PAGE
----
sports   |   men's soccer   |   coronavirus

IU men’s soccer finds opportunity for growth amid uncertainty of COVID-19 pandemic



spiumscorona041220

IU men's soccer head coach Todd Yeagley talks to his team after IU defeated the University of Connecticut in the second round of the NCAA Tournament on Nov. 18, 2018, at Bill Armstrong Stadium. Yeagley has adopted personal at-home workouts, daily video chats and Kahoot! quizzes as part of his athletes' new training program during the COVID-19 pandemic. IDS file photo and Matt Begala

For the IU men’s soccer program, it’s business as usual, and IU head coach Todd Yeagley won’t have it any other way. Whether the team is on the field together in Bloomington, or on a full-team video chat hundreds of miles apart, Yeagley sees the current climate as an opportunity, not a detriment. 

With the COVID-19 pandemic continuing its stranglehold on all facets of the world, coaches across college soccer have turned to unorthodox coaching methods to keep players in shape while still building toward an uncertain 2020 season.

“I’m not as worried about what our guys are doing with the guidance that we can provide because they’re disciplined, they’re motivated, and they want to win,” Yeagley said in a teleconference on Friday afternoon.

What was once a structured, rigorous practice schedule headed by one of the most decorated soccer coaches in Division I history has since become unfeasible. In its place are now weekly Kahoot! quizzes, personal at-home workouts and daily video chats.

But IU’s coaching staff knows there’s only so much they can do virtually, which shifts an extreme amount of accountability squarely on the shoulders of each player.

Yeagley said he isn’t concerned about his team staying on track.

”I don’t feel physically that they are not going to be prepared,” he said. “It’s really that challenge of, now how do you do that with the physical demand of competing against someone? I don’t think we need a heck of a lot of time to get that back.”

Even as the Hoosiers look to replace three key starters from last season’s Big Ten title team in defenders Jack Maher and Simon Waever and midfielder Aidan Morris, it’s that high-level accountability that has kept the program among the nation’s best.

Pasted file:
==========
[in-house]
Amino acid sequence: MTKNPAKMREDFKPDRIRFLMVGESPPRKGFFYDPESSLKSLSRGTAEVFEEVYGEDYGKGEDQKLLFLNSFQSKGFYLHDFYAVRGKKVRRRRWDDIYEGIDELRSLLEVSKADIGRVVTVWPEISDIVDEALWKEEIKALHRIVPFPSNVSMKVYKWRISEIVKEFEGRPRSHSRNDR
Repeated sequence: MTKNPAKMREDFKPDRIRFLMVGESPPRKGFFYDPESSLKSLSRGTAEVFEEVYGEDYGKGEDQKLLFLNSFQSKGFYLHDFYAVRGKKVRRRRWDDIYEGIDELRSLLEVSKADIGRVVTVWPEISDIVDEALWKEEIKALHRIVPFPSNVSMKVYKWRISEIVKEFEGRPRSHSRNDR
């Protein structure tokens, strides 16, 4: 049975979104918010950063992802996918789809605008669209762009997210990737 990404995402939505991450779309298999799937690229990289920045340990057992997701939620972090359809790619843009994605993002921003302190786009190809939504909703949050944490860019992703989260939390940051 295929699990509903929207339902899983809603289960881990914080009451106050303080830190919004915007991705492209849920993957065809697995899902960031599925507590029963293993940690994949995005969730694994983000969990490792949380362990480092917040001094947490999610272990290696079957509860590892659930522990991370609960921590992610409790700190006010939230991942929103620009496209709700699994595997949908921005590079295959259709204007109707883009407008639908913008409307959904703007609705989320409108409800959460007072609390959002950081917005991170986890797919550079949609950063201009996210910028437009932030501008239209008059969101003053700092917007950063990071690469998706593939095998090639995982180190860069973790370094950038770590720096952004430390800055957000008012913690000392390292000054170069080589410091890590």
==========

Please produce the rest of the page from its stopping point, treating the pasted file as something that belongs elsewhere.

To maintain its elite status, IU has had to preserve its powerhouse presence throughout the recruiting landscape. 

This season, as Yeagley welcomes the No. 1-ranked recruiting class for the second-straight year according to Top Drawer Soccer, the expectations of discipline and a winning culture remain the same.

"No one's given anything, and they know that,” he said. “But we feel some of these players can give us some minutes.”

Incoming junior transfers Callum Stretch, a former Denver University defender, and Nyk Sessock, a former University of Pittsburgh defender, should provide an immediate boost to IU’s back line defense. They both bring two years of collegiate experience and accolades.

However, with six freshmen signed to IU’s 2020 recruiting class, the time away from campus due to the coronavirus could be costly. Top-ranked recruits Kyle Folds and Emerson Nieto were expected to compete for playing time in the midfield, but the loss of crucial training in the summer could hinder their readiness for the fall season.

“Last year, we had to get those freshmen on to the team, we just had to,” Yeagley said. “It’s now on who can fill some gaps, and a lot of it will be not necessarily having them ready, but it’s a bonus if they are.”

There’s no telling how much development and instruction will be needed for IU’s newest recruits once teams are allowed back on campus. Some could remain largely unaffected, others might find their development significantly hampered.

As coaches continue to find ways to lead their programs from afar and mitigate any potential issues, spurts of doubt and worry might enter the subconscious of many.

But for Yeagley, the uncertainty begins and ends with a single, concise question.

“How much discipline does your group have to be ready?” he said.

Like what you're reading? Support independent, award-winning college journalism on this site. Donate here.

More in Sports



Comments powered by Disqus